3 To Know: A new vaccine, a new poll and a new frosty
1. FDA panel recommends Novavax COVID vaccine be the fourth allowed for use in US
A federal advisory committee Tuesday recommended a fourth COVID-19 vaccine be authorized for use in the Unites States, this one from Novavax, a Gaithersburg, Maryland-based company.
The vaccine, which was supported by $1.8 billion in taxpayer funding, relies on a more traditional approach than the vaccines from Moderna and Pfizer-BioNTech, which have been used by more than three-quarters of Americans.
A third vaccine, from Johnson & Johnson, was used in more than 16 million people, but has now been recommended as a second choice, because of an extremely rare, but potentially lethal side effect.
According to polling data, 73% of Americans want more vaccine choices.
Dr. Peter Marks, head of the Food and Drug Administration's vaccine review division, opened Tuesday's meeting by saying that because of vaccine hesitancy – which has left about 23% of the public unvaccinated – the government should do everything within its power to offer more options.
Before the vaccine can become available, the head of the FDA must agree with the advisory panel that the benefits of Novavax's vaccine outweigh its risks. Then, a Centers for Disease Control and Prevention Panel and the CDC's director must also sign off on the vaccine. That process is likely to take a few weeks at least.
Novavax has said it has millions of doses available and ready to be shipped once it receives authorization. – Karen Weintraub/USA Today
2. Half of Republicans support stricter gun laws, a double-digit jump in a year, USA TODAY/Ipsos poll says
Half of Republicans support stricter gun laws, an exclusive USA TODAY/Ipsos poll finds, a double-digit increase after a series of horrific mass shootings at schools, stores, streets and houses of worship.
The increase in GOP support – from 35% last year to 50% – could boost the prospects for Congress to tighten federal gun laws, an effort that has failed for decades. The House is poised to pass a Democratic package of proposals this week as bipartisan negotiations on a less far-reaching compromise continue behind closed doors in the Senate.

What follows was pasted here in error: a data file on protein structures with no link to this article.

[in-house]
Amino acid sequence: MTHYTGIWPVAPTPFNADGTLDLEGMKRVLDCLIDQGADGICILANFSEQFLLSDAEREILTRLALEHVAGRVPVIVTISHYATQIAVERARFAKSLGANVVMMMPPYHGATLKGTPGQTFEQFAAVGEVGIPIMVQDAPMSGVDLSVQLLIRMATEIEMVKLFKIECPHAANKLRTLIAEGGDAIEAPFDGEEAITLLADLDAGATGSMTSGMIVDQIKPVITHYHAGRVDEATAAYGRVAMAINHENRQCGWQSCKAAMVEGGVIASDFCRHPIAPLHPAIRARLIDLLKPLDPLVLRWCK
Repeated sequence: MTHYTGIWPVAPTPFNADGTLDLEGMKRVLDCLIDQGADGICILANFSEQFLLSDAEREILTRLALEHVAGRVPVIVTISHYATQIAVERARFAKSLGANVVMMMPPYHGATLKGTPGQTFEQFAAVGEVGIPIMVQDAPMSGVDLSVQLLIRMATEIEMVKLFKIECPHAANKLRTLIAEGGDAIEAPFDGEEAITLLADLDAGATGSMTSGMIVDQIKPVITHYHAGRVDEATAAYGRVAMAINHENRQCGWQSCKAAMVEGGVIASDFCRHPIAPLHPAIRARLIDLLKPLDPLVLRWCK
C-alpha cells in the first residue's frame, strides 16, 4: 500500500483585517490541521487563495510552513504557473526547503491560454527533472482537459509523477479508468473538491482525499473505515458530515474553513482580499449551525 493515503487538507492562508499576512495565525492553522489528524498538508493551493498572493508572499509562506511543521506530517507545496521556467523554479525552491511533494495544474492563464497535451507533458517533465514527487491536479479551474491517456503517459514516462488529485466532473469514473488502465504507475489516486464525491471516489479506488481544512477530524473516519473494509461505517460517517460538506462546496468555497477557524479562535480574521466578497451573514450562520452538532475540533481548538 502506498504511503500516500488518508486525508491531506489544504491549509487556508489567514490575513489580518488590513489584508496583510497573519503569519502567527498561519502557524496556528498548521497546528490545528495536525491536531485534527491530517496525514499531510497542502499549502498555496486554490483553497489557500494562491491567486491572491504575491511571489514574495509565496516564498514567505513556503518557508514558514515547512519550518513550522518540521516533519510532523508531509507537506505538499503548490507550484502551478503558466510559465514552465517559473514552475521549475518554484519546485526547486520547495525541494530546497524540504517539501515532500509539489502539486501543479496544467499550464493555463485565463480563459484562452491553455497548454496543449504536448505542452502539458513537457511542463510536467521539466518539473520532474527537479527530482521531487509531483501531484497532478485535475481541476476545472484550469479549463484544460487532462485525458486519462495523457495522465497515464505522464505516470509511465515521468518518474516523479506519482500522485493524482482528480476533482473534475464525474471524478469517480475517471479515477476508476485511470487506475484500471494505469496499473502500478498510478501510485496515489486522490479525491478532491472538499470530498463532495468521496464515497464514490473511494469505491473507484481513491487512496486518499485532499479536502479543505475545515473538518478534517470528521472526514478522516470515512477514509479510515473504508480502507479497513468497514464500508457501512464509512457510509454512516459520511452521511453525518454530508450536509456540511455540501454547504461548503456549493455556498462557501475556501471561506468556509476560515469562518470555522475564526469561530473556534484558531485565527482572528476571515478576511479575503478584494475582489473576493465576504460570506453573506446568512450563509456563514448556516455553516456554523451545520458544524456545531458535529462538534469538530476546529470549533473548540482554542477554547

On Capitol Hill on Wednesday, Miah Cerrillo, 11, is scheduled to testify at what seems sure to be a heartbreaking hearing. She is a fourth grader who smeared herself with a classmate's blood and played dead during last month's school shooting in Uvalde, Texas, that killed 19 children and two teachers.
"I'm pro-gun, that's part of the Second Amendment," says Sean Nelson, 27, an independent from Hagerstown, Maryland, who leans to the GOP. The cybersecurity analyst was among those called in the survey. The mass shootings prompted him to support stronger background checks and waiting periods for gun purchases. "With all these things happening, we need better regulation and better rules to prevent those things happening," he says. More at marconews.com. – Susan Page and Kenneth Tran/USA Today
3. Wendy's is serving a Strawberry Frosty
For a limited time, the popular Wendy's Frosty isn't only available in chocolate or vanilla.
Starting Tuesday, Wendy's will offer a Strawberry Frosty as part of a limited time summer menu update.
"We're always listening to our fans and as the most-requested item, it was a no-brainer for us to bring the Strawberry Frosty to the menu this season," said Carl Loredo, chief marketing officer for The Wendy's Company, in a statement.
The Strawberry Frosty is available through late summer. Wendy's is also offering a Summer Strawberry Chicken Salad, which combines sliced strawberries, bacon, grilled chicken, a crispy lettuce and spring mix. It's topped with an Italian cheese blend, candied almonds and a sweet Champagne vinaigrette.
Both the Strawberry Frosty and new salad are available to order now in restaurant or through the Wendy's app. The fast-food chain said through July 3, if you order the Summer Strawberry Chicken Salad in the app, you can earn a free small order of fries. – Brett Molina/USA Today